Flu Update: The 2012–2013 flu season began early and is shaping up to be a worse than average season. As with previous H3N2-predominant seasons, influenza is taking the biggest toll on the elderly population. Mid-January data has shown a sharp increase in hospitalization and death rates among people 65 years of age and older. CDC estimates that the 65 and older population accounts for 90% of flu-related deaths and as many as 60% of flu-related hospitalizations so far this season. Although many parts of the country are reporting high activity, and in some areas even increasing influenza-like illness, the overall activity is beginning to decline. As the flu season continues, CDC anticipates a phased response. After an increase in cases, increased hospitalization rates tend to follow, unfortunately resulting in higher rates of death.
Vaccination is the first line of defense against the flu. CDC continues to recommend vaccination for everyone six months of age and older, especially for those at high risk for flu complications. Since we are halfway through the season, flu vaccines may be difficult to find in some places. Those who have not yet been vaccinated may need to contact more than one provider (i.e., doctor, pharmacy, health department) to find available flu vaccine. The Flu Vaccine Finder may also be helpful for locating vaccine within the community, however, be sure to call ahead and confirm that vaccine is still available in that location.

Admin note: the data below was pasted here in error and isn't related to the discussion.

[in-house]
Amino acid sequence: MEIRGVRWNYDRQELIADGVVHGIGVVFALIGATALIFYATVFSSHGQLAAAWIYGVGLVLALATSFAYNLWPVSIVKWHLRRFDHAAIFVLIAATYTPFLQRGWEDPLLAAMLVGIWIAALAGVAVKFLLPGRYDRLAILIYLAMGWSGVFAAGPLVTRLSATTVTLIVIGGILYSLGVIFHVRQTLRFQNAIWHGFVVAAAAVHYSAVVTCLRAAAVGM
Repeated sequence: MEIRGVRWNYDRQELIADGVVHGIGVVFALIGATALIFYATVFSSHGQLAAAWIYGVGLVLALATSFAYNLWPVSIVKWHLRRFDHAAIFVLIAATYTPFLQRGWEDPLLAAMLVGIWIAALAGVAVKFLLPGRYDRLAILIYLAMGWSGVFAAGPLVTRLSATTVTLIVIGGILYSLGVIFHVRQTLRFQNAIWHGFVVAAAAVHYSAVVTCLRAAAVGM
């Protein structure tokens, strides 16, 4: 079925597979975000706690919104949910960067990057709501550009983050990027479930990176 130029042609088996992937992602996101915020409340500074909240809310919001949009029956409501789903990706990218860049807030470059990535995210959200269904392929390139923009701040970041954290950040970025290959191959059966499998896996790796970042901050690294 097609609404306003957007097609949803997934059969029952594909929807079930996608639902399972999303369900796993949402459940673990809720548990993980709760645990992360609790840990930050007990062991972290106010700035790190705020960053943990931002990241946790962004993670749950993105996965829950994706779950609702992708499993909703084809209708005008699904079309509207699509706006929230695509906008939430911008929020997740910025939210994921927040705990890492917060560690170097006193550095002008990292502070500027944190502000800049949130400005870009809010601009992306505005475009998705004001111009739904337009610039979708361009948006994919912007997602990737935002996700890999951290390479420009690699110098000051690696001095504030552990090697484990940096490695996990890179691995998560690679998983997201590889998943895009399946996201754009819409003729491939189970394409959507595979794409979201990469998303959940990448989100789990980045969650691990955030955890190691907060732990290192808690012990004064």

In addition to getting vaccinated, remember to take every day preventative actions, such as avoiding close contact with sick people, staying home when sick, and washing hands, to help slow the spread of germs that may cause the flu. If you do get the flu, antivirals can make flu illness milder and shorten the time of illness. Antiviral treatment is strongly recommended for high-risk populations such as seniors, pregnant women, young children, and people with chronic conditions. They should also be considered for previously healthy, non-high-risk patients, pending a doctor’s decision. Antivirals are most effective when started within two days of getting sick, though starting them later can still be helpful, especially for those with high-risk conditions.
For the latest information about flu activity occurring within the United States, refer to CDC’s FluView situation updates or the press briefing transcript on Flu Season and Vaccine Effectiveness on the CDC’s Newsroom web page. To receive weekly influenza-related updates, send an e-mail request to email@example.com.